Clashes between parents and their children’s coaches might be publicized or dramatic, but they’re not the norm. The two sides have found ways to work together to benefit the athletes and the sports programs.

For parents, the bottom line should be support. Coaches can help in that regard by being clear about ways parents can provide that.

The previous article in this series detailed some ways that conflicts between parents and coaches can escalate and damage the relationship, and weigh heavily on the student-athletes.

All of the people involved in a child’s athletic career want to provide support, but they can differ on how they define that. Some parents might consider yelling at a game official or coach as supporting their offspring. Others provide it by shuttling players to road games, or compiling calendars for other parents.

Katy Hevelhurst, a parent of three athletes in Michigan, has a simple approach to being a supportive sports parent.

"Sit back and watch the game. That's all there is to it," said Hevelhurst, whose two daughters and a son competed in a variety of sports through their school years. "Last thing I would say to Harry when I dropped him off before an event was, ‘Have fun!’ And then after the game, we listened."

Matt Harbin, the head baseball coach at Little Elm High School near Dallas, understands the value of parents who realize the efforts required to put a team on the field.

"Parents can be a great resource to help with fundraising, work days, team building or servant leadership opportunities and their child’s attainment," he said. "They can be a great support system to help with your program."

Communication is crucial to developing that kind of relationship between coaches and parents. Some of the avenues through which coaches can help build that include:

  • Preseason and in-season meetings.
  • Communicating expectations clearly. This includes informing parents what coaches expect from the team members as well as the parents.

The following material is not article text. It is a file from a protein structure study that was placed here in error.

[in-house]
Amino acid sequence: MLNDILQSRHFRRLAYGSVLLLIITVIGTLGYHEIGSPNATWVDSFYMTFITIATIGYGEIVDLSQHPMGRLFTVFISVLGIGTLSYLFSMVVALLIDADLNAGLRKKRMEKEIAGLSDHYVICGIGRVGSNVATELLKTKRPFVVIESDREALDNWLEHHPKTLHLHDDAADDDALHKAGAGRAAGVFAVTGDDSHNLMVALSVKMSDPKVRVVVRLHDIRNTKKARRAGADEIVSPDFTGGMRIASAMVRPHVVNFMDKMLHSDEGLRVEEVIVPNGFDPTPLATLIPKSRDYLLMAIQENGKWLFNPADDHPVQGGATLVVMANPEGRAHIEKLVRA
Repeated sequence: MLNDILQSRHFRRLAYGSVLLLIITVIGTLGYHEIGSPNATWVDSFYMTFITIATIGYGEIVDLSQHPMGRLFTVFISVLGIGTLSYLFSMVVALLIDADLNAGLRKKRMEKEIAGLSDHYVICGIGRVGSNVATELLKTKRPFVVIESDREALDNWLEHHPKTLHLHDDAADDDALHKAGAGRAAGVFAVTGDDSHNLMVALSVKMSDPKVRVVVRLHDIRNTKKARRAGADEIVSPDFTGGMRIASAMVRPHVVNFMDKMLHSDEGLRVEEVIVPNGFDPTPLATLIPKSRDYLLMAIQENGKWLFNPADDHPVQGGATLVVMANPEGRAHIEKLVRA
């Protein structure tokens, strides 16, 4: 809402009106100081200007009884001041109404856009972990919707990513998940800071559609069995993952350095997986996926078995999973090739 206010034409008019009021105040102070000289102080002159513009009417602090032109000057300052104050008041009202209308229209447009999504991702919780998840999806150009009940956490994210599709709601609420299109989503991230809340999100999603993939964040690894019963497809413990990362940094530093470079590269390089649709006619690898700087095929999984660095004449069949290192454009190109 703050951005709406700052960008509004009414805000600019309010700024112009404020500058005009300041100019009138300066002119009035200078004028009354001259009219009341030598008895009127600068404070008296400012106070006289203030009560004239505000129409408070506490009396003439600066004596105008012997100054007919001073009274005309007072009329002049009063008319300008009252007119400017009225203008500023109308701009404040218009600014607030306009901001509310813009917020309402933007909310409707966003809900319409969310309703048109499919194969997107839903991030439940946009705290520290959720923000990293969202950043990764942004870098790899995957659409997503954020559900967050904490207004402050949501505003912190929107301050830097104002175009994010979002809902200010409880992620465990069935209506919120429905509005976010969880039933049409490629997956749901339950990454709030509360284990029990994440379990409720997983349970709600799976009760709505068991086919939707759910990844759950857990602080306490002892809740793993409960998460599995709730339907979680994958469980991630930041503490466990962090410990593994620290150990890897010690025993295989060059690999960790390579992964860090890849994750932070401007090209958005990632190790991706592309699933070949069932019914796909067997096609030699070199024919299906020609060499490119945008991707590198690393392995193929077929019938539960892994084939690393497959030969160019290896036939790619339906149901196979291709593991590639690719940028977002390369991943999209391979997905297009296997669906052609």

• Considering all perspectives, helping to develop empathy.
  • Educating parents about the program and the role they can play in its success.

From the parents’ side, these tips can help:

  • Sit down and enjoy the game, and appreciate your child’s effort.
  • Ease the coach’s workload instead of adding to it. However, check with the coaching staff to be sure of what kind of assistance they’re looking for from parents.
  • Let the coach and athlete communicate without helicoptering.
  • As above, consider all perspectives, helping to develop empathy.

High school athletics provide a great opportunity for students to learn and apply skills that will help them throughout life. If there’s a concern about playing time, recruiting, schoolwork or other matters, the children are at a point in their maturity to approach the coaching staff to figure out a solution together. Problem-solving and collaborating are skill sets that pay off beyond athletics.

Scott Hevelhurst, Katy’s husband, emphasizes that point.

"Try to put yourself in their shoes, sometimes remaining silent is the best," he said. "Always think of your child first and let them work it out with the coach, don't enable them to become too dependent on you to always help."

For Jeff Sherman, a baseball coach at Marcus High School, in Flower Mound, Texas, communication is a critical tool. He meets with all parents before each season and regularly emails parents and meets with them throughout the season. He also explains the plans for the year ahead in detail, from tryouts to road trips.

"You have to create a culture and have parents understand that culture," he said. "Every booster club meeting is about that."

A strong relationship between coaches and parents can be an asset to a sports program. Getting to that point is sometime the tough part, but it’s an attainable goal with effort from both sides.